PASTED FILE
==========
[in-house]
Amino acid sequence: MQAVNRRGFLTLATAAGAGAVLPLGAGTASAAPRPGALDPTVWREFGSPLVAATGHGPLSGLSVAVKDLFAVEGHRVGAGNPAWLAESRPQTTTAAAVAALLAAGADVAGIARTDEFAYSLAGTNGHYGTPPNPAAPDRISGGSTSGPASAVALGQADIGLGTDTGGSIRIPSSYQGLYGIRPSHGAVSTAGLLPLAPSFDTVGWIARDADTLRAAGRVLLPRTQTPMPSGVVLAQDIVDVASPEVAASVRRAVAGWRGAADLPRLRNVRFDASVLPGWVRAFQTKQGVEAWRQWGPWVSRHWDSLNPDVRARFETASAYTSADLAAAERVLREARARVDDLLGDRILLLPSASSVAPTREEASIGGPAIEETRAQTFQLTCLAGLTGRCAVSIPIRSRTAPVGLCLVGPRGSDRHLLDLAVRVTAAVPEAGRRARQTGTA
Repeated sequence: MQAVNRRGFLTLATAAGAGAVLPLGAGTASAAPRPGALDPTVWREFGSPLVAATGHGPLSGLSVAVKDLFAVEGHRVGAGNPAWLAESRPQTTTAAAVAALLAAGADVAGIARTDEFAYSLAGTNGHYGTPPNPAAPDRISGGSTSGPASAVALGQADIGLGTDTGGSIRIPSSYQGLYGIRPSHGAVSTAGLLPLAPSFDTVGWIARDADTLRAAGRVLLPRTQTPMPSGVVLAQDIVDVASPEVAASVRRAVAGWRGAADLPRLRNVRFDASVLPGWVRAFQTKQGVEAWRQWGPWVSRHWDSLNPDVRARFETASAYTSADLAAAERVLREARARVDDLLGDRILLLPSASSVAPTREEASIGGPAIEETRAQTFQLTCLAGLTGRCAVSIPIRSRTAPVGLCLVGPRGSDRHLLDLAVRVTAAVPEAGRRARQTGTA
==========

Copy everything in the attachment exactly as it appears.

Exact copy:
[in-house]
Amino acid sequence: MQAVNRRGFLTLATAAGAGAVLPLGAGTASAAPRPGALDPTVWREFGSPLVAATGHGPLSGLSVAVKDLFAVEGHRVGAGNPAWLAESRPQTTTAAAVAALLAAGADVAGIARTDEFAYSLAGTNGHYGTPPNPAAPDRISGGSTSGPASAVALGQADIGLGTDTGGSIRIPSSYQGLYGIRPSHGAVSTAGLLPLAPSFDTVGWIARDADTLRAAGRVLLPRTQTPMPSGVVLAQDIVDVASPEVAASVRRAVAGWRGAADLPRLRNVRFDASVLPGWVRAFQTKQGVEAWRQWGPWVSRHWDSLNPDVRARFETASAYTSADLAAAERVLREARARVDDLLGDRILLLPSASSVAPTREEASIGGPAIEETRAQTFQLTCLAGLTGRCAVSIPIRSRTAPVGLCLVGPRGSDRHLLDLAVRVTAAVPEAGRRARQTGTA
Repeated sequence: MQAVNRRGFLTLATAAGAGAVLPLGAGTASAAPRPGALDPTVWREFGSPLVAATGHGPLSGLSVAVKDLFAVEGHRVGAGNPAWLAESRPQTTTAAAVAALLAAGADVAGIARTDEFAYSLAGTNGHYGTPPNPAAPDRISGGSTSGPASAVALGQADIGLGTDTGGSIRIPSSYQGLYGIRPSHGAVSTAGLLPLAPSFDTVGWIARDADTLRAAGRVLLPRTQTPMPSGVVLAQDIVDVASPEVAASVRRAVAGWRGAADLPRLRNVRFDASVLPGWVRAFQTKQGVEAWRQWGPWVSRHWDSLNPDVRARFETASAYTSADLAAAERVLREARARVDDLLGDRILLLPSASSVAPTREEASIGGPAIEETRAQTFQLTCLAGLTGRCAVSIPIRSRTAPVGLCLVGPRGSDRHLLDLAVRVTAAVPEAGRRARQTGTA